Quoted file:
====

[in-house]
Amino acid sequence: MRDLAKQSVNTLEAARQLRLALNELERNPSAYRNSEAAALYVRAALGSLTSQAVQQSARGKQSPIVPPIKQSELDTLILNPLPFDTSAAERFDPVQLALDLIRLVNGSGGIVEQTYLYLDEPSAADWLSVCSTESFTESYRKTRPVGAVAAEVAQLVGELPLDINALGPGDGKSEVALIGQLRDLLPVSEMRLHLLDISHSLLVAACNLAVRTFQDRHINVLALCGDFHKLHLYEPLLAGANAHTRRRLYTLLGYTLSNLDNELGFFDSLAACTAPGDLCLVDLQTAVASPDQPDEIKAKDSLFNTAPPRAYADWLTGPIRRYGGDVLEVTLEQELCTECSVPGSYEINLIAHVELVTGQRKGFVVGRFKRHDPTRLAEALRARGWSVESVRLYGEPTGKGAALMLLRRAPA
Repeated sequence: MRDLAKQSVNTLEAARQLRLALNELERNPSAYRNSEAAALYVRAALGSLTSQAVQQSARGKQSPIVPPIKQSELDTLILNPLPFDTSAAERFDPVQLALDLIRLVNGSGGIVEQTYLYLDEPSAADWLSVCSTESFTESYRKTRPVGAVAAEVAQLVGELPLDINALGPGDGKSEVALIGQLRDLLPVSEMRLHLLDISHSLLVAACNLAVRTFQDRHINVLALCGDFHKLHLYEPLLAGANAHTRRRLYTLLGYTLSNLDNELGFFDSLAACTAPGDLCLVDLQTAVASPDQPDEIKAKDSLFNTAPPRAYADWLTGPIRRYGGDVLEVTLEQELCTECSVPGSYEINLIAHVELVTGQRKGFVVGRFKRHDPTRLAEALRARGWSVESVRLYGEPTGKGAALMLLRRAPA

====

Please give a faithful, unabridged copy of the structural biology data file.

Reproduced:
[in-house]
Amino acid sequence: MRDLAKQSVNTLEAARQLRLALNELERNPSAYRNSEAAALYVRAALGSLTSQAVQQSARGKQSPIVPPIKQSELDTLILNPLPFDTSAAERFDPVQLALDLIRLVNGSGGIVEQTYLYLDEPSAADWLSVCSTESFTESYRKTRPVGAVAAEVAQLVGELPLDINALGPGDGKSEVALIGQLRDLLPVSEMRLHLLDISHSLLVAACNLAVRTFQDRHINVLALCGDFHKLHLYEPLLAGANAHTRRRLYTLLGYTLSNLDNELGFFDSLAACTAPGDLCLVDLQTAVASPDQPDEIKAKDSLFNTAPPRAYADWLTGPIRRYGGDVLEVTLEQELCTECSVPGSYEINLIAHVELVTGQRKGFVVGRFKRHDPTRLAEALRARGWSVESVRLYGEPTGKGAALMLLRRAPA
Repeated sequence: MRDLAKQSVNTLEAARQLRLALNELERNPSAYRNSEAAALYVRAALGSLTSQAVQQSARGKQSPIVPPIKQSELDTLILNPLPFDTSAAERFDPVQLALDLIRLVNGSGGIVEQTYLYLDEPSAADWLSVCSTESFTESYRKTRPVGAVAAEVAQLVGELPLDINALGPGDGKSEVALIGQLRDLLPVSEMRLHLLDISHSLLVAACNLAVRTFQDRHINVLALCGDFHKLHLYEPLLAGANAHTRRRLYTLLGYTLSNLDNELGFFDSLAACTAPGDLCLVDLQTAVASPDQPDEIKAKDSLFNTAPPRAYADWLTGPIRRYGGDVLEVTLEQELCTECSVPGSYEINLIAHVELVTGQRKGFVVGRFKRHDPTRLAEALRARGWSVESVRLYGEPTGKGAALMLLRRAPA